Photography By Jim Graham

Three Steps From My Door

Hurdling into Spring

From a new Cheshire huntsman to the first race of the season, spring is ushering in change.

By Jim Graham |

As bulbs push up from the soil and the occasional warm breeze of spring blows, my door opens a bit wider. The heat still runs periodically, but it’s finally time to get out to the countryside once more—to a Brandywine Valley still rooted in tradition and agrarian life.

Change, like seasons, is inevitable. The tips of the trees are changing, brushed with red, the color of a huntsman’s jacket. And for the first time in 12 years, there’s a new Huntsman at the Unionville kennels of Mr. Stewart’s Cheshire Foxhounds.

Unknown-1Longtime caretaker Ivan Dowling passed his horn to Barry Magner on the last day of the season, March 31. On that day, he made one last walk home with his hounds, bid them goodnight, and the next day, they had a new master. As the countryside reawakens, the progression is fitting.

Just as there is a new master, there are new whelps at the kennel—the last hounds bred by the now-retired huntsman. They need rest, and the young need training—both hounds and riders.

As the season moves ahead, it’s time to determine the fittest and fastest horses for the jockeys, who will guide them over the steeplechase and timber courses. It’s early still, and there are many races ahead, but the 71st running of Mr. Stewart’s Cheshire Foxhounds Point-to-Point is already in the books.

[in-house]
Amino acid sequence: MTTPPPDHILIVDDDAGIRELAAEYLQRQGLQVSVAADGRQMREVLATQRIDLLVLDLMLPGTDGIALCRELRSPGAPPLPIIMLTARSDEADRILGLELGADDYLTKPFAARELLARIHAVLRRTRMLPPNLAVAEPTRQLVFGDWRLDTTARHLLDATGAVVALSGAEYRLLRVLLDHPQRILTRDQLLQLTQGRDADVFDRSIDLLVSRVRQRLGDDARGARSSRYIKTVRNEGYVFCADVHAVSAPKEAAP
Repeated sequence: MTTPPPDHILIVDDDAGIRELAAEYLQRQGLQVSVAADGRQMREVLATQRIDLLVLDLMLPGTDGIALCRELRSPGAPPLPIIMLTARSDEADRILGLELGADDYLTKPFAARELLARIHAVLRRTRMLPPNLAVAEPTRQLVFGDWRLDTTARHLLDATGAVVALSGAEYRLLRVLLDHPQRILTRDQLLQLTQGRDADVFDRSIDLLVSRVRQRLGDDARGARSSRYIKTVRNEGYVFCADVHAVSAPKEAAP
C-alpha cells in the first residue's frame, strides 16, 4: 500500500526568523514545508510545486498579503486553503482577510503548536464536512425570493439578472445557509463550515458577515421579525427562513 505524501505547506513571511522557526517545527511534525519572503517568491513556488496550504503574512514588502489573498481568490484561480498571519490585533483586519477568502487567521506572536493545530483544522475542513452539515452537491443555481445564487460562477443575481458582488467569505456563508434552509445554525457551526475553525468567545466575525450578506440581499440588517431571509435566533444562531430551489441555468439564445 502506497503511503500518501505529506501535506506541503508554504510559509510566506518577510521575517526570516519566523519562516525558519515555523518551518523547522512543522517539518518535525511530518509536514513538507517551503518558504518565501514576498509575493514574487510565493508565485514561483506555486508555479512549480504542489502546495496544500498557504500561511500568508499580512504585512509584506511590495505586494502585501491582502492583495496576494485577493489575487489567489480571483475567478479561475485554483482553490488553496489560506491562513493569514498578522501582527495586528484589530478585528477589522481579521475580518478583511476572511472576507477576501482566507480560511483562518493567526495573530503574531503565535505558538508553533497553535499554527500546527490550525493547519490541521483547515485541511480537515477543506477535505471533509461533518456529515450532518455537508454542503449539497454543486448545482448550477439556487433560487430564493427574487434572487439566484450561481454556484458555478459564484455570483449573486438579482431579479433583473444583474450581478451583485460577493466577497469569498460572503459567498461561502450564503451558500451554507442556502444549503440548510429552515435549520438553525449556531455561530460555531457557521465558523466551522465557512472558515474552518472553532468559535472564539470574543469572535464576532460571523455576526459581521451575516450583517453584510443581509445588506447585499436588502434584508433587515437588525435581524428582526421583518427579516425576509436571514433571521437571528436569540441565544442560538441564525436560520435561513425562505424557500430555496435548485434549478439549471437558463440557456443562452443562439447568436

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Susan Oakes.

On March 27, Susan Oakes flew down the stretch to take the first Mrs. E. Miles Valentine Memorial Sidesaddle Race. This Irish woman is no stranger to victory. In October 2013, she broke the world-record sidesaddle jump, at almost 6 feet, 8 inches. In March, a huge crowd lined the Averell Penn Smith Walker Memorial course as Oakes took Stephanie Boyer and Grey Lake Stables’ Fort Henry around the course in five minutes, 31 seconds.

“It was a lot different from home as we rode at catch weights and the going on a very exposed, undulating course,” said Oakes following her victory. “But it went really well. I didn’t know what to expect—the pace—but I’d have to say this was the best thing I’ve ever done.”

It was a great way to hurdle into the season. And as it moves forward, the sanctioned races loom, including the Maryland Hunt Cup on April 30.

Spring is here … just outside my door.